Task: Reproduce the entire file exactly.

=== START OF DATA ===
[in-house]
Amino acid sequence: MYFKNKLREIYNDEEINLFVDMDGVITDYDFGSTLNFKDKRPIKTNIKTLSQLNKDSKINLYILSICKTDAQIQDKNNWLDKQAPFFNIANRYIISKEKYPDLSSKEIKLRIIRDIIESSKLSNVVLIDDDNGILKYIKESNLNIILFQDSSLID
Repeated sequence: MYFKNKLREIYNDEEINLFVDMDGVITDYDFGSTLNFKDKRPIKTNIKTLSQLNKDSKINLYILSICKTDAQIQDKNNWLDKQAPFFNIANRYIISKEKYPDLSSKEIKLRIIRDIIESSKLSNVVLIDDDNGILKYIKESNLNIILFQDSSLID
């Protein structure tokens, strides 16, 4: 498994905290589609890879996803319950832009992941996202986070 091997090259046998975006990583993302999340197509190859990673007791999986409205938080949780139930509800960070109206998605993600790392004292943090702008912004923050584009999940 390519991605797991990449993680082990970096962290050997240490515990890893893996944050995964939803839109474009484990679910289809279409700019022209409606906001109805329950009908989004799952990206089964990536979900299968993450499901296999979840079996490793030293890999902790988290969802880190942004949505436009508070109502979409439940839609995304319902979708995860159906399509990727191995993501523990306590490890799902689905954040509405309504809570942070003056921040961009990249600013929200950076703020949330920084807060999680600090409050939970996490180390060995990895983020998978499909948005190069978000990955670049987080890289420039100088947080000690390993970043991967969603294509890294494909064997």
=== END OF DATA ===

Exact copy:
[in-house]
Amino acid sequence: MYFKNKLREIYNDEEINLFVDMDGVITDYDFGSTLNFKDKRPIKTNIKTLSQLNKDSKINLYILSICKTDAQIQDKNNWLDKQAPFFNIANRYIISKEKYPDLSSKEIKLRIIRDIIESSKLSNVVLIDDDNGILKYIKESNLNIILFQDSSLID
Repeated sequence: MYFKNKLREIYNDEEINLFVDMDGVITDYDFGSTLNFKDKRPIKTNIKTLSQLNKDSKINLYILSICKTDAQIQDKNNWLDKQAPFFNIANRYIISKEKYPDLSSKEIKLRIIRDIIESSKLSNVVLIDDDNGILKYIKESNLNIILFQDSSLID
């Protein structure tokens, strides 16, 4: 498994905290589609890879996803319950832009992941996202986070 091997090259046998975006990583993302999340197509190859990673007791999986409205938080949780139930509800960070109206998605993600790392004292943090702008912004923050584009999940 390519991605797991990449993680082990970096962290050997240490515990890893893996944050995964939803839109474009484990679910289809279409700019022209409606906001109805329950009908989004799952990206089964990536979900299968993450499901296999979840079996490793030293890999902790988290969802880190942004949505436009508070109502979409439940839609995304319902979708995860159906399509990727191995993501523990306590490890799902689905954040509405309504809570942070003056921040961009990249600013929200950076703020949330920084807060999680600090409050939970996490180390060995990895983020998978499909948005190069978000990955670049987080890289420039100088947080000690390993970043991967969603294509890294494909064997």